Thursday, October 13, 2005

Planning for Philanthropy

For Yom Kippur, I'll close my little series on charities, not with a specific charity but with some tactics for planning your charitable giving. If you are very serious about making a regular practice of charitable giving, and if you would like to increase your own charitable capacity in the future, you should consider setting aside some amount of money every year to create an endowment for future giving. "Endowment" sounds like something only for millionaires, but really an endowment can be any size at all. It is merely the regular practice of setting money aside, where it can accummulate over time.

For one thing, it is much more prudent to take a disciplined approach to your charitable giving. Most of us are often confronted with telephone and mail solicitations asking us to donate to good causes. Much as it would be nice to give something to every worthwhile cause that comes knocking, that's not a practical approach. What works better is to save your money regularly, and then once or twice a year consider how much money you have for charitable giving, which good causes you've learned about, and decide how you'd like to divide the money you have among the possible causes. Hopefully you plan most of your finances with this kind of discipline, so you should apply the same kind of discipline to your philanthropy as well. (It also gives you a very reasonable thing to say to people who telephone you soliciting for good causes. You say, "Your cause sounds worthwhile, but I never give money or make commitments spontaneously on the phone like this. Please send me your info in the mail, I'll put it in my file, and give it consideration when I'm making my charitable decisions later in the year.")

If you have enough of an endowment, you should also consider a vehicle called a "donor-advised fund". You've probably heard of philanthropic foundations (you know, the Geraldine R. Dodge Foundation, or the William and Flora Hewlett Foundation, or all those other organizations that you hear as sponsors on NPR), but figured those are for millionaires, and for private foundations, that's close to true. However, for those of us "thousand-aires", with a minimum endowment of $10,000 (typically), you can establish what is called a "donor-advised fund" within a larger charitable organization. We set up one of these the year we got married, and ours is with the Schwab Charitable Foundation. The way it works is that technically, we made a donation to the Schwab Foundation (the charitable arm affiliated with the Charles Schwab brokerage firm). However, the amount that we donated is tracked separately, in a fund that we pretentiously got to name the George D. Scheideman III and Thomas R. Chatt Philanthropic Fund, and we are the "donor advisors" for that fund. Within the guidelines set up by Schwab Charitable, we can direct the investment of "our" fund, and we can recommend grants from our fund to any IRS-recognized charitable organization. (Also, we can add to the fund year after year. We also had donations to our fund as one of our wedding gift suggestions, and our friends and family were generous.) The money that we put into this fund is tax-deductible as a donation, and the investment earnings in the fund are tax-free. This vehicle enables us not only to make regular charitable giving, but also to look forward to philanthropy as one of our retirement pursuits. You can also name other donor-advisors, so that your fund can continue to be managed by your designees after you pass on. In our case, I'm thinking that when my godson is a bit older, it will be a great way to inculcate him in philanthropy, to include him in deliberations for our yearly giving, and to include him as an advisor to the fund.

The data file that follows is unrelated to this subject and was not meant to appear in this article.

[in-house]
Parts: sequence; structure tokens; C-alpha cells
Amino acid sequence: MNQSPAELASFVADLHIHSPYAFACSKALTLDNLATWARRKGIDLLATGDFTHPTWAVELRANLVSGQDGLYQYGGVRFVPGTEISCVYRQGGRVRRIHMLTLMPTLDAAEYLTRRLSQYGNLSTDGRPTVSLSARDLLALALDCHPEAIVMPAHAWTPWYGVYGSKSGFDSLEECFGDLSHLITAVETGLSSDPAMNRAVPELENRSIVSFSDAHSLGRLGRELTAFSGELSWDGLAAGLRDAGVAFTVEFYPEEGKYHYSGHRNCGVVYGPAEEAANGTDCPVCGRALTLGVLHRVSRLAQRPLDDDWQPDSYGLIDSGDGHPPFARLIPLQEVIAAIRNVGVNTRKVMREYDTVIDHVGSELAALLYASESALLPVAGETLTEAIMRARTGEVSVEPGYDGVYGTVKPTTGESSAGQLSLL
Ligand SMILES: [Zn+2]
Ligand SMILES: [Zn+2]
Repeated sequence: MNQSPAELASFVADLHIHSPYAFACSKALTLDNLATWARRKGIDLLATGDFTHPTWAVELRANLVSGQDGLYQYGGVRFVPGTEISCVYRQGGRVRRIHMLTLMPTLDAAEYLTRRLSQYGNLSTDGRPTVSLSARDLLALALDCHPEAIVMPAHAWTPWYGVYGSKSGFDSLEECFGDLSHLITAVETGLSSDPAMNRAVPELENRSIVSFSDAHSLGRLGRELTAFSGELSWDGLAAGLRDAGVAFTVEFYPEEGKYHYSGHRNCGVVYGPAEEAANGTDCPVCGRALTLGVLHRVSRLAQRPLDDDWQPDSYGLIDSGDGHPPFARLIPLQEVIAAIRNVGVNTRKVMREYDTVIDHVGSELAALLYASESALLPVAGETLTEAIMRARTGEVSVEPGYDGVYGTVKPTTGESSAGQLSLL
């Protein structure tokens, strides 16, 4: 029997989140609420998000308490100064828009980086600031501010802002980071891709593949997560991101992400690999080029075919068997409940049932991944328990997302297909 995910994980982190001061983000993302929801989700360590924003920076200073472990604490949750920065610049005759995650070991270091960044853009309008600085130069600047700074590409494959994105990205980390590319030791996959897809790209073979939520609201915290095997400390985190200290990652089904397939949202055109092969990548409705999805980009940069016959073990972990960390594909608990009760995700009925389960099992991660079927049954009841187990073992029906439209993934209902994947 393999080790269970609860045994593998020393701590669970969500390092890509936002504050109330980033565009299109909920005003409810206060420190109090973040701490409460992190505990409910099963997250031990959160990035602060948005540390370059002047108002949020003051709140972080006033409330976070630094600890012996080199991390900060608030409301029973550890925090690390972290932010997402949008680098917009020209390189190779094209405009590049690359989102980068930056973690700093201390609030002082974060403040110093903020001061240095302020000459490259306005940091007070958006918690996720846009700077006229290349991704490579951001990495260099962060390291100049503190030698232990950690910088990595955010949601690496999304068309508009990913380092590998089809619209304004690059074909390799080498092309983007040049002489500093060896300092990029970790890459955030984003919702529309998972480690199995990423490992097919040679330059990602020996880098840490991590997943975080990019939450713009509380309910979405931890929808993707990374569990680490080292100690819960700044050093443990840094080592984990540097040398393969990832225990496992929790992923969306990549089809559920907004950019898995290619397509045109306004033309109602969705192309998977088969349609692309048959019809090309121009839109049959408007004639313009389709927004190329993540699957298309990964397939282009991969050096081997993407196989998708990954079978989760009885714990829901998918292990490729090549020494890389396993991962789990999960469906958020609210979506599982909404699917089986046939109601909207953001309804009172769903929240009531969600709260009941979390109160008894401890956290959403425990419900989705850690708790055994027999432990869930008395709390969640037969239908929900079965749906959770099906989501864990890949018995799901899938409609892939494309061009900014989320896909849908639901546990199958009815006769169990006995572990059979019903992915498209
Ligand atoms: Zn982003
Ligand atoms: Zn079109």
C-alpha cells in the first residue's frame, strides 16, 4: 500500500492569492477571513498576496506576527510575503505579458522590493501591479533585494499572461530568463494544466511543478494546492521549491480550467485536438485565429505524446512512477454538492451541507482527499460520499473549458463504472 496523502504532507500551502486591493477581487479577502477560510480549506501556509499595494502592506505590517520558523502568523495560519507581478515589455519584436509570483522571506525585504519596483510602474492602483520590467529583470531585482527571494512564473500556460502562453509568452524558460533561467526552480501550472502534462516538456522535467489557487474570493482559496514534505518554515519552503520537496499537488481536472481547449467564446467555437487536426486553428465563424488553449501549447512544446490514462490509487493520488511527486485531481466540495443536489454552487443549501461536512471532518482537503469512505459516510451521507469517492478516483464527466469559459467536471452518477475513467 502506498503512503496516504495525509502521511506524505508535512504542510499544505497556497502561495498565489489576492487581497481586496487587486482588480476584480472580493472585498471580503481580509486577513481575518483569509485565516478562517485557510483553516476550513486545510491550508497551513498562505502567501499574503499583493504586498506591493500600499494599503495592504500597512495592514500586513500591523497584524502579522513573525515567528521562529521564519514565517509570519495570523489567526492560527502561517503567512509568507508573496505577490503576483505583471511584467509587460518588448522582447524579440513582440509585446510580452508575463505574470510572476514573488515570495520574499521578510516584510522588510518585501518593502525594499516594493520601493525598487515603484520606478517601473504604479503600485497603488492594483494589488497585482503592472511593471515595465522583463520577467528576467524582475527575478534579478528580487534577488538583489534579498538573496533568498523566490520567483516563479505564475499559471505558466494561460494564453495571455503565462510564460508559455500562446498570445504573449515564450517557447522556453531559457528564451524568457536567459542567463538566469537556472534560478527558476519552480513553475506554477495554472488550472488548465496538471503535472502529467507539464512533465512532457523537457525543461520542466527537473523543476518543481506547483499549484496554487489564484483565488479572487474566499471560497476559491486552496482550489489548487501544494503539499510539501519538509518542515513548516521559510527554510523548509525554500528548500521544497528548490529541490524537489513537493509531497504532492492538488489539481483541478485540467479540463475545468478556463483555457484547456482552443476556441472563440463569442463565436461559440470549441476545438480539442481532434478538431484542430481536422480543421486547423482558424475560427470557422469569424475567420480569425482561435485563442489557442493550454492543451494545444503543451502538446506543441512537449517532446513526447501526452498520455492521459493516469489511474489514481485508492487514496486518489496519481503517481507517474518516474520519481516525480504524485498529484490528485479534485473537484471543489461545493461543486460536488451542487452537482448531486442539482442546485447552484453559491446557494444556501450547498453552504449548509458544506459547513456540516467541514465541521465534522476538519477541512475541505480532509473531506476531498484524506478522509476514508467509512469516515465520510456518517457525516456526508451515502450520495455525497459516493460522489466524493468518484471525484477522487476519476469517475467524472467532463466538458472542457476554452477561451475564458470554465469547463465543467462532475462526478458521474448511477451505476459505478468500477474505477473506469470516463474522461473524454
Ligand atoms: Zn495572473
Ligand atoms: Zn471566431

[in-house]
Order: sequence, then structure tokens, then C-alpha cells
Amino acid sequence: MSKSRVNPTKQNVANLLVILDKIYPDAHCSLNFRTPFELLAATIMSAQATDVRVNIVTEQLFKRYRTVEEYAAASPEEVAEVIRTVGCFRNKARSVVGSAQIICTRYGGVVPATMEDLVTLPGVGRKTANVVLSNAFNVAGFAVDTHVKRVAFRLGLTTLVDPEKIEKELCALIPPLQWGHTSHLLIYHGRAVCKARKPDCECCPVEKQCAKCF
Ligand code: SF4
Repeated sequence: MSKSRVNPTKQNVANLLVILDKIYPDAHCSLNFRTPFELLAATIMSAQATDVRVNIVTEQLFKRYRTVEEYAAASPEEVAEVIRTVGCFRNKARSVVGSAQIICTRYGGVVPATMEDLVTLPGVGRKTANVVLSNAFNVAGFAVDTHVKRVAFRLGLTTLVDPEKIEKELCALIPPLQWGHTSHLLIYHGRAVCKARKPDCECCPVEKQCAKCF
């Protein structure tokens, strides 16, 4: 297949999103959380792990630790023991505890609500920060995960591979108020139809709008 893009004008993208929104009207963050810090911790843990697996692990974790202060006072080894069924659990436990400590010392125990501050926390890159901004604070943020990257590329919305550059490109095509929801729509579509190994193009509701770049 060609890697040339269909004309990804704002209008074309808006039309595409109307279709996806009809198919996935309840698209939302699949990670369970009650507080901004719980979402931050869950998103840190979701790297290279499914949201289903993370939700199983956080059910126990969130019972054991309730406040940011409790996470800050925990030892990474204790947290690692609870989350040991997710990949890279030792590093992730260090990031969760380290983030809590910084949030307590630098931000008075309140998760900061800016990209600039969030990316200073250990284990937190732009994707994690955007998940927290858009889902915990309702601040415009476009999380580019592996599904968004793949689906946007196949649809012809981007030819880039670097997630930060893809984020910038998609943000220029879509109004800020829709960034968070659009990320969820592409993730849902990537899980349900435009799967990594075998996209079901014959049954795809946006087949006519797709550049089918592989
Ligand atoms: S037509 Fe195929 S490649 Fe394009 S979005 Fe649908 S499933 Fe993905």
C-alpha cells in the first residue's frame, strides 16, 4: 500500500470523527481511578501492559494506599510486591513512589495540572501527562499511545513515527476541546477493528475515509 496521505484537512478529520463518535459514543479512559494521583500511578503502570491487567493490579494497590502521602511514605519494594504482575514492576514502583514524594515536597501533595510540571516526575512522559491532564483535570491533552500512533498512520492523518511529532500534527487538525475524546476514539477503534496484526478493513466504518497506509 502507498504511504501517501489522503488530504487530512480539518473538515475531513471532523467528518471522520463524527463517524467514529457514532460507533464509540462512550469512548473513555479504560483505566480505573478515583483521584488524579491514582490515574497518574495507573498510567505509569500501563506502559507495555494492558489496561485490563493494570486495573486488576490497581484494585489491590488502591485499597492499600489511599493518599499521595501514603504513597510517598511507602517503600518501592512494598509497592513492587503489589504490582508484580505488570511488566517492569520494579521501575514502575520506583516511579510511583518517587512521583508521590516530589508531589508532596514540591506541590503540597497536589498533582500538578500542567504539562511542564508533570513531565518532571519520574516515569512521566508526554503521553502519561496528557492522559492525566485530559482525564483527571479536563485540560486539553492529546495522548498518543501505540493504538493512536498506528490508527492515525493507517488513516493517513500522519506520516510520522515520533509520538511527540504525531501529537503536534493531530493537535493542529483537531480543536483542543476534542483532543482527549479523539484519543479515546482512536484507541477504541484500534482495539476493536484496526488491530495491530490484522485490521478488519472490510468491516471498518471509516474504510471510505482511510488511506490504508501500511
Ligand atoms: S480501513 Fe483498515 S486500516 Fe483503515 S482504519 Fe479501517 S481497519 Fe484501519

For those just another bracket up (ten-thousand-aires?), I can also recommend the California Community Fund. This organization has a similar donor-advised fund concept, but also has a variety of other mechanisms scaling up, depending on how much involvement, flexibility, and/or help you want. A CalFund fund can be completely "self-serve" as with Schwab, or they can also provide support from their staff to assist in research and grant-making. (Their minimum "in" is also $10,000, however I found that their fee structure is somewhat disincentive for smaller funds, and doesn't really become beneficial unless you have about $40,000 or more. However, if you're in that league, they have a good investment team that gets great returns on their funds, and their scale-up levels of service will give you good room to grow.)

Regardless of your resources, consider putting aside what you can, however small, on a regular basis, and make your charitable donations in a methodical way, rather than just spontaneously. And if it is within your resources, you should consider a donor-advised fund, as a "gift that will keep on giving".

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